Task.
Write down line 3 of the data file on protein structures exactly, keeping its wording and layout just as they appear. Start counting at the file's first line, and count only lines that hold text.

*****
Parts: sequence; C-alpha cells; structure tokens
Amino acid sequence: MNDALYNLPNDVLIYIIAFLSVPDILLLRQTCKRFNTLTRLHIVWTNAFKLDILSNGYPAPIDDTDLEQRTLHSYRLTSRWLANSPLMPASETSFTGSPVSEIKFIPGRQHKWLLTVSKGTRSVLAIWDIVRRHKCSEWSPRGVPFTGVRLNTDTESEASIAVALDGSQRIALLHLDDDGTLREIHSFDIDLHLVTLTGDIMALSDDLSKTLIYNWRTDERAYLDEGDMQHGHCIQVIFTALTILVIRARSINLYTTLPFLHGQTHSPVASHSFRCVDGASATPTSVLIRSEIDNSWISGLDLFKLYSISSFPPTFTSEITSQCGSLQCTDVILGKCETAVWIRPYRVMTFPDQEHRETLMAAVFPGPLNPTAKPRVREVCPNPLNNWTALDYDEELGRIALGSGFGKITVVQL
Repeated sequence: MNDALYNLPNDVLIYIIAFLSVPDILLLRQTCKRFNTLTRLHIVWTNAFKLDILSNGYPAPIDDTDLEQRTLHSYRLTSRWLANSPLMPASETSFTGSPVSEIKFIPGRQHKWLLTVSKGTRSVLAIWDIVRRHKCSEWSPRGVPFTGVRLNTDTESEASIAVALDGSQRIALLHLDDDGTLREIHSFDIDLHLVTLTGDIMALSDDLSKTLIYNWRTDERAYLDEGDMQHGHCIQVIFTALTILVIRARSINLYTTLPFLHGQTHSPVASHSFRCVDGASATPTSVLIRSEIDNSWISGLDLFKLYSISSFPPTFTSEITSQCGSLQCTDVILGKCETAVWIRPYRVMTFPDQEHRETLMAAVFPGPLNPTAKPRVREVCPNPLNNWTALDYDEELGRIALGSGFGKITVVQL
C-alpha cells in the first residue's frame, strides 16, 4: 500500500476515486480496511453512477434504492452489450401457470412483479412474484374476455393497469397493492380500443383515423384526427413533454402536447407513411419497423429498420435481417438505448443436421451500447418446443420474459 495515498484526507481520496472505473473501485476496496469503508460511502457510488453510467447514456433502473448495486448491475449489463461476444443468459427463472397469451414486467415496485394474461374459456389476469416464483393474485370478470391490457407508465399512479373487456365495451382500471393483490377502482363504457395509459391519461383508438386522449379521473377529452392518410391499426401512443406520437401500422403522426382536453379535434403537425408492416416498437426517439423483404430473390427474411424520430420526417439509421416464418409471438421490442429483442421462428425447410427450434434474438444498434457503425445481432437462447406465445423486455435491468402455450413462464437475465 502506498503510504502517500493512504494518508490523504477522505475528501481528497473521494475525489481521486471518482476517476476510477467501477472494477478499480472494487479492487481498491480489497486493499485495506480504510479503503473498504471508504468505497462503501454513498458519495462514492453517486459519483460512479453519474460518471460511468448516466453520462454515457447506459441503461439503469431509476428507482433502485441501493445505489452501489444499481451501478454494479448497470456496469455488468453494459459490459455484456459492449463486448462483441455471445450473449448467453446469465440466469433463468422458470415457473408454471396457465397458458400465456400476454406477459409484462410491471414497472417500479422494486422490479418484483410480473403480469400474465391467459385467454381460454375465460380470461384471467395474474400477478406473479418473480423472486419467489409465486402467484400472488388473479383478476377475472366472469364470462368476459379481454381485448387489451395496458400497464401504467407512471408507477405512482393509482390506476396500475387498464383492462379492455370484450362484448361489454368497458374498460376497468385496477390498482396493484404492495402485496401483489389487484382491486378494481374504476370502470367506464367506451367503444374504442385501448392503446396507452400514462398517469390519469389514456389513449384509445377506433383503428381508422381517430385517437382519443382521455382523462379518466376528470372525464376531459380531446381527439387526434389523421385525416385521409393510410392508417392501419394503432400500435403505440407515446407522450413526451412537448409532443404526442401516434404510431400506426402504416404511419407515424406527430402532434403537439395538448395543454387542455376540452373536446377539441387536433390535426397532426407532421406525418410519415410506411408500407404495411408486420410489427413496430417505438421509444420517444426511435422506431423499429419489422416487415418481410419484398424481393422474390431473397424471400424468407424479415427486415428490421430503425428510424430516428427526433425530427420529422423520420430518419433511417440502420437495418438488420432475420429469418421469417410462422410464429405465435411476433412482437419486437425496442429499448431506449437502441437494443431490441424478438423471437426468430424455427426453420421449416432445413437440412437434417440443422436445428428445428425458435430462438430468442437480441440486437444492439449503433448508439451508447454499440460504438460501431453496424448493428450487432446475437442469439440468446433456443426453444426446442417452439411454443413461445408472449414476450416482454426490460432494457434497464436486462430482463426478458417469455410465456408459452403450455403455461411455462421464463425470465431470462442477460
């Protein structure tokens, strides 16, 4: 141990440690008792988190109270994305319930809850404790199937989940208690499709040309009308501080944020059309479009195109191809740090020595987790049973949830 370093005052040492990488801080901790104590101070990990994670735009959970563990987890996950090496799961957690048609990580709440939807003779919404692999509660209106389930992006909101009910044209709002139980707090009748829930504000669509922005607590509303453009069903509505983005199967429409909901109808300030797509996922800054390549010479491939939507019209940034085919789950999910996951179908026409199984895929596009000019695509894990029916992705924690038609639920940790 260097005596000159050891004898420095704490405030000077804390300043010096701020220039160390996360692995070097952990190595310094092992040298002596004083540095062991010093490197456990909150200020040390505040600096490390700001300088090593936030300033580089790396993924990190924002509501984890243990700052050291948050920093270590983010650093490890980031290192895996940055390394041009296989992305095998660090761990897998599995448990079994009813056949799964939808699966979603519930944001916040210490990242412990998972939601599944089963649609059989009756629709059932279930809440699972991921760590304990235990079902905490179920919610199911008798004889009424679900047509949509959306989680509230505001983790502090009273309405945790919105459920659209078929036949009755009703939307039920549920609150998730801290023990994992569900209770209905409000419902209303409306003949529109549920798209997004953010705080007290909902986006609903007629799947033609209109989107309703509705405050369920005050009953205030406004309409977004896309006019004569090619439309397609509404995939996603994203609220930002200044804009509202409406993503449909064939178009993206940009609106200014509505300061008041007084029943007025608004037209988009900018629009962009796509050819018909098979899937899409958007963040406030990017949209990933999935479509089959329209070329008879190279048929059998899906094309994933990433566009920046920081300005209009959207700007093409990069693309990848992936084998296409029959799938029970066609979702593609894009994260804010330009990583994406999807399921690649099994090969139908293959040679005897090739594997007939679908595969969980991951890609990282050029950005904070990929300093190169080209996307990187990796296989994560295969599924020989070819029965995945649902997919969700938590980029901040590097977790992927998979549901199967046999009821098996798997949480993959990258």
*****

Repeated sequence: MNDALYNLPNDVLIYIIAFLSVPDILLLRQTCKRFNTLTRLHIVWTNAFKLDILSNGYPAPIDDTDLEQRTLHSYRLTSRWLANSPLMPASETSFTGSPVSEIKFIPGRQHKWLLTVSKGTRSVLAIWDIVRRHKCSEWSPRGVPFTGVRLNTDTESEASIAVALDGSQRIALLHLDDDGTLREIHSFDIDLHLVTLTGDIMALSDDLSKTLIYNWRTDERAYLDEGDMQHGHCIQVIFTALTILVIRARSINLYTTLPFLHGQTHSPVASHSFRCVDGASATPTSVLIRSEIDNSWISGLDLFKLYSISSFPPTFTSEITSQCGSLQCTDVILGKCETAVWIRPYRVMTFPDQEHRETLMAAVFPGPLNPTAKPRVREVCPNPLNNWTALDYDEELGRIALGSGFGKITVVQL